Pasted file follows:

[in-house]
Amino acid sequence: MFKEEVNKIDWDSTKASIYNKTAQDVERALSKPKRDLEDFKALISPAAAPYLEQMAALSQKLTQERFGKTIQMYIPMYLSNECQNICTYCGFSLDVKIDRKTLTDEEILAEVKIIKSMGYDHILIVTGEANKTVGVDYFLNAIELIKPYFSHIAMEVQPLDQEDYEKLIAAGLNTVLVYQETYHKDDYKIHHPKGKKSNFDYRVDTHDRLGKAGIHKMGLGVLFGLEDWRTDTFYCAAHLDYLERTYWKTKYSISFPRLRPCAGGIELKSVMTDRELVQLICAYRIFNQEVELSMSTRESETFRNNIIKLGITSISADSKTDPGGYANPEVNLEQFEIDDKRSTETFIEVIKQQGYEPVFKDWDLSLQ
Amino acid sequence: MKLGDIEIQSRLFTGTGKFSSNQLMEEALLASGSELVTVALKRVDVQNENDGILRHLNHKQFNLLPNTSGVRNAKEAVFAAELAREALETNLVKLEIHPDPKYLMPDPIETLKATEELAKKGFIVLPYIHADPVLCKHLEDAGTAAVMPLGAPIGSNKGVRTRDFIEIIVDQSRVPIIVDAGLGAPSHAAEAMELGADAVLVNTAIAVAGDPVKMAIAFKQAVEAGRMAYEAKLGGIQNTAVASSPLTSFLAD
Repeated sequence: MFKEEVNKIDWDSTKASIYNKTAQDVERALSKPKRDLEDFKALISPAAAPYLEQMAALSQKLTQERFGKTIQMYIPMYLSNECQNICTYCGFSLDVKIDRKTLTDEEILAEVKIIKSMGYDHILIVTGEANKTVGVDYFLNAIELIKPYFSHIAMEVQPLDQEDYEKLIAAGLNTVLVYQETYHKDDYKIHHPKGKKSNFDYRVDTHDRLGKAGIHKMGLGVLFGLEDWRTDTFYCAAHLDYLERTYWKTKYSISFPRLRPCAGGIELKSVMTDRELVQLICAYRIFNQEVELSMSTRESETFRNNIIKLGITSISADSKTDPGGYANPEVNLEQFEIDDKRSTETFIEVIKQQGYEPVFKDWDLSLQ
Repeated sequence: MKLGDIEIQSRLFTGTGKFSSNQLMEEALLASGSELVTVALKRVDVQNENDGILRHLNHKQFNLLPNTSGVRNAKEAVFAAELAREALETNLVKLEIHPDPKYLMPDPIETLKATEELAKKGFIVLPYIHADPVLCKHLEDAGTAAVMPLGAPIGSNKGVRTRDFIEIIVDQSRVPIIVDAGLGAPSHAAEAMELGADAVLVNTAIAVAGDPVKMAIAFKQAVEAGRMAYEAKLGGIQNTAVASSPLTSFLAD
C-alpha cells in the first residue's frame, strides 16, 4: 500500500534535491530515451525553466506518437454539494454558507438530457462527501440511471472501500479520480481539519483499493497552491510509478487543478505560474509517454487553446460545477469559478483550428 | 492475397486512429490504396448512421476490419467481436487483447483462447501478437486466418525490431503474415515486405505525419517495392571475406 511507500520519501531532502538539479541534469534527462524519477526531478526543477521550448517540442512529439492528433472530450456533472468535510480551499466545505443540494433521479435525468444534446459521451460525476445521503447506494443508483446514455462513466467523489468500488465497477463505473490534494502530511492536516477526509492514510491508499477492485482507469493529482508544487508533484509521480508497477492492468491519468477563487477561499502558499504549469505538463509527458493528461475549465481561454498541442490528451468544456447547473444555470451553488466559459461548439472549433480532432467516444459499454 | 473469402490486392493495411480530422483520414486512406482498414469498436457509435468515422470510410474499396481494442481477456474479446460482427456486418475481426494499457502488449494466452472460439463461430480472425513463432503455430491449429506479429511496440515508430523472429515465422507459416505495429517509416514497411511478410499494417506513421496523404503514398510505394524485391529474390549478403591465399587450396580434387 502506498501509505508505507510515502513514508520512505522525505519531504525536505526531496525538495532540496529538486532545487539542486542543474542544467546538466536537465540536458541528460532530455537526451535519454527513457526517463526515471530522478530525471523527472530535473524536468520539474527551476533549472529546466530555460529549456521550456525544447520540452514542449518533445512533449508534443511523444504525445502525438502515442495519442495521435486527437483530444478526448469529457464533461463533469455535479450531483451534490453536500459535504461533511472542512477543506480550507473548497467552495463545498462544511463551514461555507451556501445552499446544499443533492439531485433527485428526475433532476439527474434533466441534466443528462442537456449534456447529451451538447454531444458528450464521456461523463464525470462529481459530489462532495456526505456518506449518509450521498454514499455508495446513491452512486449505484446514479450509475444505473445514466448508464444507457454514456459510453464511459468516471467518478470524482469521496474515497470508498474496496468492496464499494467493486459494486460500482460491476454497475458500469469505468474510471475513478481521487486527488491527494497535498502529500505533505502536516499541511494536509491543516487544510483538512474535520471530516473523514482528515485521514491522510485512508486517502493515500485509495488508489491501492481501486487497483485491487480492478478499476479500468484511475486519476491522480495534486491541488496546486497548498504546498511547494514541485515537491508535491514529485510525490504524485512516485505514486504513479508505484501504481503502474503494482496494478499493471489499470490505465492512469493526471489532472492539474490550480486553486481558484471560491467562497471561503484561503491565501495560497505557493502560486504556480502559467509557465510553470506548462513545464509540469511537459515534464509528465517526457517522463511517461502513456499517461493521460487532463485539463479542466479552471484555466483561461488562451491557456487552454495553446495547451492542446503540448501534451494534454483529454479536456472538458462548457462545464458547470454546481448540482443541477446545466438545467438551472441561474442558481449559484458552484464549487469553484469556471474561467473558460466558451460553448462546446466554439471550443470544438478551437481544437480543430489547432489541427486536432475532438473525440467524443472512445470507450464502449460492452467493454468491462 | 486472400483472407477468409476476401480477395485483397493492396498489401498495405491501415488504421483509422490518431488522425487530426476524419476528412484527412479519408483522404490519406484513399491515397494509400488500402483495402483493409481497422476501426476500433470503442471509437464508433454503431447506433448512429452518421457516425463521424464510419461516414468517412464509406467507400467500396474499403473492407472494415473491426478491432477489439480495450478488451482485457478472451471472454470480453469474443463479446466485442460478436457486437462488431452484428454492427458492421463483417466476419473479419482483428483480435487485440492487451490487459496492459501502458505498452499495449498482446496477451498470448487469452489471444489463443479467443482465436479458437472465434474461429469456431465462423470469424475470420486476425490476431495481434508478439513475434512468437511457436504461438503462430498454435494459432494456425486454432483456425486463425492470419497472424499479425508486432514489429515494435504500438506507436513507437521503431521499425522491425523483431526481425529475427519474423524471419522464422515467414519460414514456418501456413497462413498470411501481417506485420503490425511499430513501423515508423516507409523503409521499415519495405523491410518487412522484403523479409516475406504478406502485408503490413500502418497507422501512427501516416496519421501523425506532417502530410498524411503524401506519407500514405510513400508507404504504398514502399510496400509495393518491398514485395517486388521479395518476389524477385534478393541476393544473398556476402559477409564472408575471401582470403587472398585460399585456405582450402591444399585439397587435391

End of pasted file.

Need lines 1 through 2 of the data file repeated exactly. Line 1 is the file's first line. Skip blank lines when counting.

[in-house]
Amino acid sequence: MFKEEVNKIDWDSTKASIYNKTAQDVERALSKPKRDLEDFKALISPAAAPYLEQMAALSQKLTQERFGKTIQMYIPMYLSNECQNICTYCGFSLDVKIDRKTLTDEEILAEVKIIKSMGYDHILIVTGEANKTVGVDYFLNAIELIKPYFSHIAMEVQPLDQEDYEKLIAAGLNTVLVYQETYHKDDYKIHHPKGKKSNFDYRVDTHDRLGKAGIHKMGLGVLFGLEDWRTDTFYCAAHLDYLERTYWKTKYSISFPRLRPCAGGIELKSVMTDRELVQLICAYRIFNQEVELSMSTRESETFRNNIIKLGITSISADSKTDPGGYANPEVNLEQFEIDDKRSTETFIEVIKQQGYEPVFKDWDLSLQ